- The Ferrero Group, parent company of Nutella, Kinder and Tic Tac, will acquire Ferrara Candy, the maker of Brach's, RedHots and Trolli, from private equity company L Catterton, according to Food Business News. Ferrero will operate Ferrera as a separate unit.
- Ferrero will gain several assets through the deal, including four manufacturing plants, two distribution centers and an engineering and R&D center. The acquisition is expected to close in the fourth quarter of 2017.
- “With this acquisition, we are continuing to increase our overall footprint and product offering in the important U.S. market, establishing a presence in new confectionery categories with attractive growth prospects, including gummy and seasonal candies,” Giovanni Ferrero, executive chairman of the Ferrero Group, told Food Business News. “We look forward to continuing to grow the Ferrara business, investing in its brands to support expansion plans, leveraging its U.S. manufacturing plants and distribution centers, and creating opportunities for its talented people.”
Ferrero's move into the gummy and novelty candy space seems like a savvy investment. Gelatin-based confections are viewed by some consumers as healthier than chocolate, perhaps due to the rise of gummy vitamins marketed toward both adults and children. This category is also considered more experiential and innovative than more traditional candies, which could help Ferrero capture a new kind of consumer.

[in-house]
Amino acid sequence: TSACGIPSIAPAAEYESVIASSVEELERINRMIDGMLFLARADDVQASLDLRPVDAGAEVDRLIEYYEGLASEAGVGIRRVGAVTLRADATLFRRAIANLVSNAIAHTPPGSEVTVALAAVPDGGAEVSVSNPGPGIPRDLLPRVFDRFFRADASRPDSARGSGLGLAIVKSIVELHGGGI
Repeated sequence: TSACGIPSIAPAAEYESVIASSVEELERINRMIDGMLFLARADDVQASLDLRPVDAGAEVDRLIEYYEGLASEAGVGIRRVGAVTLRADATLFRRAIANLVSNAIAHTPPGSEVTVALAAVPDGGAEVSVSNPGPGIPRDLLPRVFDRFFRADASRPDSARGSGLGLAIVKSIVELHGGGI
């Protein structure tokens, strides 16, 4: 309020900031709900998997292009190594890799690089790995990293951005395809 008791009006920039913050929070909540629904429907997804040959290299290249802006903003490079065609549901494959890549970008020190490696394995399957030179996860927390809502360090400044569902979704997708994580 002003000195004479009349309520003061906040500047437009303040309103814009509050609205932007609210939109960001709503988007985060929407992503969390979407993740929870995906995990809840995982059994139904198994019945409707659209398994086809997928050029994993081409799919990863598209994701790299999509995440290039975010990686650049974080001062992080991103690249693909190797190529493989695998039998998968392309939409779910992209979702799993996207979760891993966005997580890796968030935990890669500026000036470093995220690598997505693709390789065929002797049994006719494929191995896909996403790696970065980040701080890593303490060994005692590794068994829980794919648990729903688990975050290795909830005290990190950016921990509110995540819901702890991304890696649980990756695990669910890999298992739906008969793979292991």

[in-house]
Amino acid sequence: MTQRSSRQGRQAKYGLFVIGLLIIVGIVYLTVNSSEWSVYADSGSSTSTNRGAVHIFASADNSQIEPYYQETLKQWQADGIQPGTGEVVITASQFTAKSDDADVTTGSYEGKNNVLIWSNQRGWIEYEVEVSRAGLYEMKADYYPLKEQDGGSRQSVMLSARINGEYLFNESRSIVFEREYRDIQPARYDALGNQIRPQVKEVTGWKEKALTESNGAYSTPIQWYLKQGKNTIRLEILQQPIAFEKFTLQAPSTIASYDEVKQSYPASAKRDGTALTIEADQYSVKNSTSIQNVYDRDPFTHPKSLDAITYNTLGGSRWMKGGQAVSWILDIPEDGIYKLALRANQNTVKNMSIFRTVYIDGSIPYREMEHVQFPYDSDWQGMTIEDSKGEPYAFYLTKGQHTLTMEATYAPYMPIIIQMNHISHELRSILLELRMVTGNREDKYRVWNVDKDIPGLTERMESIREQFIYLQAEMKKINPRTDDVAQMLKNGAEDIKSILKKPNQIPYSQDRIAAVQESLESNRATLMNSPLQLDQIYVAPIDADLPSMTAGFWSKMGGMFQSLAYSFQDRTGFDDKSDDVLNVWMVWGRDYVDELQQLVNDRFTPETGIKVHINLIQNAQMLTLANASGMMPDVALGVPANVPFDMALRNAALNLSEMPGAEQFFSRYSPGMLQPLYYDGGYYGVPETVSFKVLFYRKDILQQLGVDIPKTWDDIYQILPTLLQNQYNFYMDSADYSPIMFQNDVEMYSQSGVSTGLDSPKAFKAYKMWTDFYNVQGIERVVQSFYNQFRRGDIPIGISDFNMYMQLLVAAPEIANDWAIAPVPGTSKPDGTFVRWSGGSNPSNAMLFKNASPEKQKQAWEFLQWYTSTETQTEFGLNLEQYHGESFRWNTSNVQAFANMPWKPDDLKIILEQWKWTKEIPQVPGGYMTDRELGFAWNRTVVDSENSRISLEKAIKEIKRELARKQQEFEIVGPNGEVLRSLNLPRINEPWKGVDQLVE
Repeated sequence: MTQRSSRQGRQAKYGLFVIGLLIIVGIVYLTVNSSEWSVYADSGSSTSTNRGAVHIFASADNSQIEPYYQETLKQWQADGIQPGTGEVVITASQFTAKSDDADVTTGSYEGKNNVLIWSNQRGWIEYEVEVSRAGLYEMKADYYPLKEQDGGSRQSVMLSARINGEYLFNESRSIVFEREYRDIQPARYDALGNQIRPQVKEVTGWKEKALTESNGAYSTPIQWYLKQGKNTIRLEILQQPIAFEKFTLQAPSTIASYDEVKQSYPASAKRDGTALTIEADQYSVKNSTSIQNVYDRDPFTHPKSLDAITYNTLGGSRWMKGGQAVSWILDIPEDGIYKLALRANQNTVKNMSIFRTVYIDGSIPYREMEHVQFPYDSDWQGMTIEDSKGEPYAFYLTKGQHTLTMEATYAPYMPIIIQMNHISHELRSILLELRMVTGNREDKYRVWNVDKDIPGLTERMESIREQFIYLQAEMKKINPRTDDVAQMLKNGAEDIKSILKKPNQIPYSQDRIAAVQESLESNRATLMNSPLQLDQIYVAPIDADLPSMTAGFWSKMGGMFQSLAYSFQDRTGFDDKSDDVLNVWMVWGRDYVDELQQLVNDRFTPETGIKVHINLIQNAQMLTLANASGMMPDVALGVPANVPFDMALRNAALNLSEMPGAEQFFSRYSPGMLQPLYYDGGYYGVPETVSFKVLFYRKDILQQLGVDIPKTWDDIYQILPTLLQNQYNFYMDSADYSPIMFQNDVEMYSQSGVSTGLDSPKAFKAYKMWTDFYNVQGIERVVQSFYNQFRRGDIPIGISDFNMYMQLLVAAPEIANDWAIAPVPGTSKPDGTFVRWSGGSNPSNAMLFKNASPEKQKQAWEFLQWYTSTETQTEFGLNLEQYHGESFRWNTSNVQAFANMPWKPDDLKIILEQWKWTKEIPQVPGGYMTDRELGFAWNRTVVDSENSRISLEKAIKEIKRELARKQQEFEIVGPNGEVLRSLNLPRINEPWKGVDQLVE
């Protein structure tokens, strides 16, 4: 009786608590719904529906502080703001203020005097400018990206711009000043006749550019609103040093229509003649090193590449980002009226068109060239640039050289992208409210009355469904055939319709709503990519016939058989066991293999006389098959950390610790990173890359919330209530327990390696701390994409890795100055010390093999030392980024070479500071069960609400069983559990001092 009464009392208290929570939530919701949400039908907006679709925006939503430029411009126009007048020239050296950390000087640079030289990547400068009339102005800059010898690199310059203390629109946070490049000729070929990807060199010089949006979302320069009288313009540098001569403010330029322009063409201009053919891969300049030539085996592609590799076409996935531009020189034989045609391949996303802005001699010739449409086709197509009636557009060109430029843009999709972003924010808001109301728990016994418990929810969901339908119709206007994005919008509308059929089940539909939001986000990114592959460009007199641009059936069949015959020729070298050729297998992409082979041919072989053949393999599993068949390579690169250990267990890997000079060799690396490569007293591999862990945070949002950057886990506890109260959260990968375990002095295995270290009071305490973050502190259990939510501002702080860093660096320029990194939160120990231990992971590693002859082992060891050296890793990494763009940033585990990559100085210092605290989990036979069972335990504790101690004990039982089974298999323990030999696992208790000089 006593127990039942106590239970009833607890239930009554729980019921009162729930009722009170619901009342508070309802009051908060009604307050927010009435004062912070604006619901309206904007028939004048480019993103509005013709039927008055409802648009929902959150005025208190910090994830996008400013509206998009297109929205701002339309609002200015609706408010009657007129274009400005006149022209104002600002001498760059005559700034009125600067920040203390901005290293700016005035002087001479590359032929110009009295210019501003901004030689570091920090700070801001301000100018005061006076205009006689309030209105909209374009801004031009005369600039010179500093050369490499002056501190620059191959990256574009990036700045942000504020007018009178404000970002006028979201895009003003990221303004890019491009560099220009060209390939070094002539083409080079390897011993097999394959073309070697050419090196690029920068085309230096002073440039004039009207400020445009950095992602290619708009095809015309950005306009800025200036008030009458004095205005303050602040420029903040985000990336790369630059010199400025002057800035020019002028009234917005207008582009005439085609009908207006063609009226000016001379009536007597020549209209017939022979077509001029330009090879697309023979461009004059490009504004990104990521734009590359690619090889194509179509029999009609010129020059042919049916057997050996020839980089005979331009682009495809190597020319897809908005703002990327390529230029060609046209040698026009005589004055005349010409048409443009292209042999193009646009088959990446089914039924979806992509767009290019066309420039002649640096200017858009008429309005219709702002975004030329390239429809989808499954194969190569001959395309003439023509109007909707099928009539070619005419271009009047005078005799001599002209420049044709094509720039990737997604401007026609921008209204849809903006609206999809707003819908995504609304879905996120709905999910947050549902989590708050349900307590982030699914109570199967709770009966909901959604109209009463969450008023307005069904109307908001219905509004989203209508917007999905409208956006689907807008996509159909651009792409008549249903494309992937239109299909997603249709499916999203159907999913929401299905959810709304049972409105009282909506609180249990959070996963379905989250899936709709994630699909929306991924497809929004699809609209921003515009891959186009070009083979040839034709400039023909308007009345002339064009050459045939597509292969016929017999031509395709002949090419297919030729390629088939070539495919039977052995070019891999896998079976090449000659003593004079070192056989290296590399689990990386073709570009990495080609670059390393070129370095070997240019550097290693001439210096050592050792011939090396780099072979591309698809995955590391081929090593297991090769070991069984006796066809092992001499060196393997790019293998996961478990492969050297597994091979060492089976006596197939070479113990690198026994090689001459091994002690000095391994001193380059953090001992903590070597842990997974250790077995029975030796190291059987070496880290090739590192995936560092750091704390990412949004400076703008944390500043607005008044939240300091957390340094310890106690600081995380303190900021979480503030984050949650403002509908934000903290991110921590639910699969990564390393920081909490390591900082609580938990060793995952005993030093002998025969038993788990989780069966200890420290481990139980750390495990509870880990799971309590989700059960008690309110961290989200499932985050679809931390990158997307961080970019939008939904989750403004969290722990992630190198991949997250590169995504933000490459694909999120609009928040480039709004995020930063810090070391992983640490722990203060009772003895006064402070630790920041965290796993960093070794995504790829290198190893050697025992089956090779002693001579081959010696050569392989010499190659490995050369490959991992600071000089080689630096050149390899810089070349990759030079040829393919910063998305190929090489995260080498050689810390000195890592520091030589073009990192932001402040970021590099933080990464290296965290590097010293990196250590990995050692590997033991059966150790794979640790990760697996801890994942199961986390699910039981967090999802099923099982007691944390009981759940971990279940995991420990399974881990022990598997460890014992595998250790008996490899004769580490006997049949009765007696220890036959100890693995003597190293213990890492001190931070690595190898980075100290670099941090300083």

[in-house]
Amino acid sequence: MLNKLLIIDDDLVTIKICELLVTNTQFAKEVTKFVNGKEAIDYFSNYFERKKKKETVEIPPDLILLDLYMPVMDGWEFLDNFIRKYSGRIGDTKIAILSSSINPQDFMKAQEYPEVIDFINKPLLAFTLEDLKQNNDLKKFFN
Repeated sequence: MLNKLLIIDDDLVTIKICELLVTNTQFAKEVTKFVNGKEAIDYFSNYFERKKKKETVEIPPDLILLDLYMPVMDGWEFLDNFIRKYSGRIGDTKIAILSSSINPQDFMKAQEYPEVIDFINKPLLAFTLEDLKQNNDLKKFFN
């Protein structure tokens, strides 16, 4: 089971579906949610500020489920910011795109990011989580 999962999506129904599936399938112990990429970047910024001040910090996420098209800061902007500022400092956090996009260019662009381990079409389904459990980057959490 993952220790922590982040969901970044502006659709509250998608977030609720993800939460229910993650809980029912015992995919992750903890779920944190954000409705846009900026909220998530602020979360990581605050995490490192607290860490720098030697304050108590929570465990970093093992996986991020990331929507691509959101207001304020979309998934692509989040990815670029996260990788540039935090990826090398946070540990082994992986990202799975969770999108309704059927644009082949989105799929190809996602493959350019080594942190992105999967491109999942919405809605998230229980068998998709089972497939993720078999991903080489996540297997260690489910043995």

But the most obvious benefit of the acquisition is the facilities. These manufacturing plants, distribution hubs and R&D centers will help the company take a bigger bite out of the U.S. candy market — a space that's becoming increasingly competitive and unstable, even for some traditional big players. In June, Nestle announced plans to sell its $925 million U.S. confectionery business. A company spokesperson told Food Dive via email that "rather than making the significant investment needed to become a leader in U.S. confectionery, it is the right time for [them] to focus on other growth opportunities."
Analysts speculated that Nestle's move would spur further industry consolidation. Credit Suisse analyst Robert Moskow wrote in a note in June that Nestle's decision to sell "represents a compelling opportunity for U.S. candy companies to consolidate the category at a critical moment. Consumers have cut back on sugar-based snacks and shifted more shopping online."
Several suitors have displayed their interest in Nestle's business. In July, Ferrera was actually reported to be interested in Nestle's U.S. candy business. This move came after the company tried unsuccessfully to sell itself for more than $1.3 billion.
It's possible that Ferrero's decision to snap up Ferrara was made in anticipation of an intention to acquire Nestle's confectionery brands. The company has been rumored as a potential suitor, and has not said anything about what it may do. It will also be interesting to see if this purchase will pressure other companies to pursue partnerships as a means of future-proofing against a Nestle deal.